Sunday 29 June 2014
Ever since I can remember I’ve really enjoyed vampire movies, and after I saw my first werewolf flick, I’ve really enjoyed them as well. Most movies revolving around either vampires or werewolves are appealing to me . . . well, aside from that one vampire-werewolf franchise that shall remain nameless. The only time I will give those movies in this post is to say that vampires should not be sparkly. Ever.
I can’t say exactly what it is about vampire movies and shows that appeal to me. Maybe it’s the immortality. Maybe it’s the fact that in every vampire show and movie that I’ve ever seen, the vampires have awesome clothing – especially the Underworld franchise. Maybe it’s the idea that being immortal, they would be able to experience many, many generations of humankind and history. Maybe it’s the whole mythology that surrounds vampires. I don’t know.
As for werewolves, the lycanthropy mythology is also fascinating. It was once believed throughout parts of Europe, that drinking from the foot imprint of a wolf on the night of a full moon would turn you. Another myth that the modern era of lycanthropy has embraced is that a bite or scratch from a werewolf will turn a person.
I’ve never much cared for the visual representation of the change from the human form to that of the lycanthrope because I don’t think that the technology and special effects that were used were ever particularly good. I also don’t think that even a movie franchise such as Underworld did the transformation particularly well. Those films showed a rather stilted change, and other movies and shows have presented the transformation in what I think is akin to an amateur creating special effects. However, I think that’s because it is such a difficult change of appearance to pull off – elongation of the body and particularly the face, jaw, hands and feet, inversion of knees, change of skin tone, increase in body hair and size of teeth. Pretty much the only thing that special effects can do easily is contact lenses to alter the appearance of the eyes.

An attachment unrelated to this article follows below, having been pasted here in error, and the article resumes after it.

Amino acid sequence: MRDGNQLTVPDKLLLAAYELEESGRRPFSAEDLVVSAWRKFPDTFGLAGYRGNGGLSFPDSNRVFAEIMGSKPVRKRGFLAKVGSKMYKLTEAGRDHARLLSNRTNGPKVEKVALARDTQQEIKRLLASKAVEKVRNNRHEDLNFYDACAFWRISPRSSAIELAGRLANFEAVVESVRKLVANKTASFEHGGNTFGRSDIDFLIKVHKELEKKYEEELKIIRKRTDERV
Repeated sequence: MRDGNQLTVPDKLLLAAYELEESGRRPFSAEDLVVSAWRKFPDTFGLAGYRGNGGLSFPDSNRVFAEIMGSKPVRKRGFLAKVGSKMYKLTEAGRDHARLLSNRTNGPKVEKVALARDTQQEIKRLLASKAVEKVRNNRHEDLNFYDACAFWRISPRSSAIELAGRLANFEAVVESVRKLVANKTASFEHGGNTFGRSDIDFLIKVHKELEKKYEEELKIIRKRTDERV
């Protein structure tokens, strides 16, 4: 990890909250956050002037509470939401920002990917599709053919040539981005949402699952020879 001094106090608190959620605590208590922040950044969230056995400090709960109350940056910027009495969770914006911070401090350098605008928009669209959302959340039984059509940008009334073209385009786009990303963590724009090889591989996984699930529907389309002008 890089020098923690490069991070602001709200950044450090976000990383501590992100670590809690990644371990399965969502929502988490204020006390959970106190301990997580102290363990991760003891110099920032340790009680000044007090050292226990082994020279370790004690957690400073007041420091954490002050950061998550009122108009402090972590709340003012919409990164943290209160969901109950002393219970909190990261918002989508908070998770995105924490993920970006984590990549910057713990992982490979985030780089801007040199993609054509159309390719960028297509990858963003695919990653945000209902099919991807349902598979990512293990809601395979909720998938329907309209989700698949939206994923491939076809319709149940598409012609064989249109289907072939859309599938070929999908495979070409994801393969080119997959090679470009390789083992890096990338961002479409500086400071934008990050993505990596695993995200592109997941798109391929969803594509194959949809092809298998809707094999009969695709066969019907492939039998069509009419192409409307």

Generally, the appearance of vampires is far superior. From the first time an audience sees the vampire, the appearance can be presented exactly the way the director chooses. Their on-screen transformation can be better presented with both prostheses and digital special effects, and those changes do appear in a smoother way than the poor ol’ lycanthropes. But enough about how vampires and lycanthropes look, after all, we should do our best not to judge their appearance. It’s terribly superficial. 😉
One of the things that I do really like about the Underworld movies is the combined vampire-lycan mythology. These movies present an age old war between the lycans and the vampires – we are allowed a point of origin for how both species came into being, and a reason for the renewed war between the lycans under the leadership of Lucian (the first human-lycan hybrid) and Kraven (the current leader of the vampires, although, he is quickly displaced by elder Viktor). It’s a far better mythology than the one that’s ‘explained’ in the sparkly vampire franchise.
The Blade franchise is another great vampire series. The vampires are manipulative, vicious, strong, and there’s a level of sarcasm that they employ as well. It’s a pretty great combination for one of my favourite fictional species. Who doesn’t love a sarcastic vampire? Okay, that probably wasn’t an especially sensible question. Just forget that I asked it. It was more rhetorical than literal anyway.
Of course, thinking about vampire and werewolf movies gets me thinking: which would I rather be – a vampire or a werewolf? Both have their pros and cons.
- Vampires can’t go out into daylight – now, this works very well for me during summer. I’m not into the warmer weather, so absence of sunlight is okay. Plus, I don’t tan so well these days. I guess I’ve the right skin tone and pallor to be a vampire.
- Vampires are repelled by garlic and hawthorn – now, I don’t know about hawthorn as far as plants go, but I damn well like garlic.
- Werewolves have a lot of hair – that’s not going to work for me. I’m well known for my short hairstyles.
- Werewolves have backward facing knees – I have enough knee issues as I am, so I doubt that I could deal with inverted knees as well.
- Both vampires and werewolves are immortal – that’s a positive. I can definitely see the benefits associated with living forever, and in the case of vampires in particular, never aging.
- Not really keen on the consumption of blood and/or raw meat – I happen to like meat well done.
- Werewolves seem to have a hell of a lot of saliva – really. Next time you watch a movie or show that has a werewolf in it, check out the level of spit that they operate with. Not good at all.
- The werewolf transformation looks bloody painful – all that elongation and growing into a wolf . . . I have a high tolerance for pain, but that looks ridiculous.
I think that in the grand scheme of these two fictional species, if I were given a choice, I’d much prefer to be a vampire than a werewolf. It’s a no-brainer decision, isn’t it?
Good. I’m so glad we had this serious and philosophical discussion. 😉